License: Creative Commons - Attribution-Share Alike
Author: Giles Watson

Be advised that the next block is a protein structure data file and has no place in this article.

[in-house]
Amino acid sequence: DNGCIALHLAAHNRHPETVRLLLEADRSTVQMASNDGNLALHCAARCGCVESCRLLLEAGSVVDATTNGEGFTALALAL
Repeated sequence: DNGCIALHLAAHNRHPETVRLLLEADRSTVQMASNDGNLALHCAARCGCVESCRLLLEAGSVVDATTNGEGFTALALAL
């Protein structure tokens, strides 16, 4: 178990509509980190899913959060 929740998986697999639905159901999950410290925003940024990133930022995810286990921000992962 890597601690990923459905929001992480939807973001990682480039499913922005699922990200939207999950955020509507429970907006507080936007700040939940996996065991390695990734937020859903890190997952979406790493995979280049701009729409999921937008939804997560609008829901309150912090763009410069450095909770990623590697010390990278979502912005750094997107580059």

Love’s Tilth Hwsmonaeth Cariad I loved, and bore the labour, And am, twice over, lover. I fan love like an ember, And lamely I remember How love, like a worm, will filch Hope, and channer through the flesh. There is a germination In my heart – a strong motion Of growing: a shoot groping From a sown seed burst open. My labour, ever honest: To till love until harvest. Care and woe dogged winter tilth When ice crystals crept in stealth Destroying, and January Brought no joyful husbandry: I mulched my love, ploughed furrows For Morfudd, ignored her frowns. Sharp were the ploughshares which scored Through my breast and left it scarred To the heart, and the coulter Rent my ribs with a clatter, Scored a wound, sowed my portion Of love, harrowed my passion. I waited three months, patient Until Spring’s warmth grew potent And love took root. It was stout Toil to fence it all about, Protect it from slugs. I strove Night and day – kept love alive. Nor was I lazy in May, But guarded wealth, crops made Safe with a hedge well-planted, The green twigs plashed and plaited Together. While her love thrust Its stem through my riven breast I did not flinch, but held fast, Fixed my eyes upon the feast Of love to come; no shirking: I whet my steel for reaping. Grim loss! Great storms came and felled Every wheat-stalk in the field. From the south, a veering wind Seared through my heart, cleft a wound, And in my wind-battered face, The stars of love, my eyes, fierce With weeping, bore heaviest The rheum of tearful harvest, And Morfudd’s form, refracted In their wet flood, was fractured And swam, occluded by torrents And eyelids red with torment, The field awash with flowing Water, my fond heart failing. The harvest of my heart is lost: Not a single sheaf is left. Wind’s fury, autumn’s rabble Leaves ravaged fields of stubble, And fast rain flows from the high Cheeks of the eastern sky: Tears for her of Eigr’s hue – My crop all spoiled, and I rue The day I planted. Alas, Love brings only torment, loss: I sowed, yet I failed to reap. Ruin came, found me asleep. I am pledged to blight and dearth, For now love must starve to death. Poem by Dafydd ap Gwilym, paraphrased by Giles Watson, 2012. This poem provides quite compelling evidence that Dafydd was familiar with the 13th Century French Roman de la Rose, which also made comparison between the ill-fortunes of unrequited love and the farmer’s struggle to sustain a crop until harvest. Indeed, it is known for certain that this text was available in Wales in Dafydd’s time, for a copy of it is listed as one of the belongings of an executed rebel, Llywelyn Bren, in 1317. (See Rachel Bromwich, ‘Tradition and Innovation in the Poetry of Dafydd ap Gwilym’, in Aspects of the Poetry of Dafydd ap Gwilym, Cardiff, 1986, pp. 73-75.) However, it is also likely that the poem contains a strong autobiographical element, and that the “storm” represents Morfudd’s marriage to the churlish Bwa Bach, who is later to be characterised by Dafydd as Eiddig, the Jealous One. It was not a bountiful harvest for Morfudd either; there is evidence in others of Dafydd's poems that she was abused by her husband.


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